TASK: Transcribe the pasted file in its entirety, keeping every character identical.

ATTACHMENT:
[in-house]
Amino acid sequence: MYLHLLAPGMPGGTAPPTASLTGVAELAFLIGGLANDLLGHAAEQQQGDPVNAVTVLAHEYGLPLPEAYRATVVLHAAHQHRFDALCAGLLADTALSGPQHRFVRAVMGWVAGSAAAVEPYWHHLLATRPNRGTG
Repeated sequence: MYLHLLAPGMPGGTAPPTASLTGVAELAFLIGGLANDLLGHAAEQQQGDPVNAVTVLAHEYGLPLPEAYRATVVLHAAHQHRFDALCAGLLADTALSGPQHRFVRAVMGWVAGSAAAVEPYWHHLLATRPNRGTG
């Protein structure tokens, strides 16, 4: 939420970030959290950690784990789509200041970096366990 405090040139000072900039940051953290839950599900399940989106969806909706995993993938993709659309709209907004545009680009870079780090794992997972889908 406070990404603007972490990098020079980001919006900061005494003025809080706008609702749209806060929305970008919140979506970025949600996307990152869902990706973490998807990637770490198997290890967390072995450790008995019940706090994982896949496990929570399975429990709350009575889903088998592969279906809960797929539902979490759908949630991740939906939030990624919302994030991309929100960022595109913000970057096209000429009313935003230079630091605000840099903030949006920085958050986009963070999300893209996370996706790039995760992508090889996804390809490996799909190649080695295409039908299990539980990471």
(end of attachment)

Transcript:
[in-house]
Amino acid sequence: MYLHLLAPGMPGGTAPPTASLTGVAELAFLIGGLANDLLGHAAEQQQGDPVNAVTVLAHEYGLPLPEAYRATVVLHAAHQHRFDALCAGLLADTALSGPQHRFVRAVMGWVAGSAAAVEPYWHHLLATRPNRGTG
Repeated sequence: MYLHLLAPGMPGGTAPPTASLTGVAELAFLIGGLANDLLGHAAEQQQGDPVNAVTVLAHEYGLPLPEAYRATVVLHAAHQHRFDALCAGLLADTALSGPQHRFVRAVMGWVAGSAAAVEPYWHHLLATRPNRGTG
């Protein structure tokens, strides 16, 4: 939420970030959290950690784990789509200041970096366990 405090040139000072900039940051953290839950599900399940989106969806909706995993993938993709659309709209907004545009680009870079780090794992997972889908 406070990404603007972490990098020079980001919006900061005494003025809080706008609702749209806060929305970008919140979506970025949600996307990152869902990706973490998807990637770490198997290890967390072995450790008995019940706090994982896949496990929570399975429990709350009575889903088998592969279906809960797929539902979490759908949630991740939906939030990624919302994030991309929100960022595109913000970057096209000429009313935003230079630091605000840099903030949006920085958050986009963070999300893209996370996706790039995760992508090889996804390809490996799909190649080695295409039908299990539980990471």